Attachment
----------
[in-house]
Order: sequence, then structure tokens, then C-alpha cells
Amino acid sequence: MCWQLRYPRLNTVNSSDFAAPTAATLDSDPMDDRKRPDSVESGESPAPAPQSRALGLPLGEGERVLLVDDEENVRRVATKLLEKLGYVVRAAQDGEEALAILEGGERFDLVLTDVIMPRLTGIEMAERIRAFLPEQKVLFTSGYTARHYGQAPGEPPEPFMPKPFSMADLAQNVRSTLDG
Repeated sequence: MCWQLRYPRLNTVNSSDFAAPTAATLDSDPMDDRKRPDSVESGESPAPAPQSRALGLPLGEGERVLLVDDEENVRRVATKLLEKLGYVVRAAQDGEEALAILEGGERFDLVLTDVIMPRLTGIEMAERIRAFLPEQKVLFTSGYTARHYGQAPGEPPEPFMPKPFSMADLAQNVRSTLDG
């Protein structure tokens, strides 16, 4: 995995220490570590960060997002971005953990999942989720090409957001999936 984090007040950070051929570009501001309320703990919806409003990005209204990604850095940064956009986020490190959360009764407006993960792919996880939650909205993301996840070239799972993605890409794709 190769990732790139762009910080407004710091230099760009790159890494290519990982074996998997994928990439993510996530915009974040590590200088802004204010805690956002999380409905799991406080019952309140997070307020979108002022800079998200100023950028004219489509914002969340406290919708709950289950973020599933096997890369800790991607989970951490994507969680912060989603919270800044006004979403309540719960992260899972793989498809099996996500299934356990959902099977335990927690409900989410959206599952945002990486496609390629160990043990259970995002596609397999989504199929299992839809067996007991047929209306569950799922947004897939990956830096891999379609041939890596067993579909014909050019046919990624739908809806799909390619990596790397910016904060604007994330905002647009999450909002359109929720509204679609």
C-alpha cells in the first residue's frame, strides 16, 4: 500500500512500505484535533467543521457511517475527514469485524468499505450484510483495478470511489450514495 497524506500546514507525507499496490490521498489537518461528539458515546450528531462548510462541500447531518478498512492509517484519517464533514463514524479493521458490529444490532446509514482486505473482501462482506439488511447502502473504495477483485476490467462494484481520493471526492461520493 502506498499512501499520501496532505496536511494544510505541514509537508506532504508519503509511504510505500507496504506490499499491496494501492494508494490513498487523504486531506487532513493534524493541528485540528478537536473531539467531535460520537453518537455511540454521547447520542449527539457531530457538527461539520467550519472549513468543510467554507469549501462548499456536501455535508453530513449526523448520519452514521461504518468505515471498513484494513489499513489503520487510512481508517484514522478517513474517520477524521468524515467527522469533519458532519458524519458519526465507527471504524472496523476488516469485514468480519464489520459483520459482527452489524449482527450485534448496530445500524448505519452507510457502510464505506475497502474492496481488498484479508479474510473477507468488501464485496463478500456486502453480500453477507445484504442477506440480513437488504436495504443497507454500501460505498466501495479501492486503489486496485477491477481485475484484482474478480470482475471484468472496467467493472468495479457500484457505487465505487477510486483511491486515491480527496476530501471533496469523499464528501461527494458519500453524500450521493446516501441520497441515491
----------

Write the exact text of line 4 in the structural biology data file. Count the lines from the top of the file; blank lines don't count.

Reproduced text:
Repeated sequence: MCWQLRYPRLNTVNSSDFAAPTAATLDSDPMDDRKRPDSVESGESPAPAPQSRALGLPLGEGERVLLVDDEENVRRVATKLLEKLGYVVRAAQDGEEALAILEGGERFDLVLTDVIMPRLTGIEMAERIRAFLPEQKVLFTSGYTARHYGQAPGEPPEPFMPKPFSMADLAQNVRSTLDG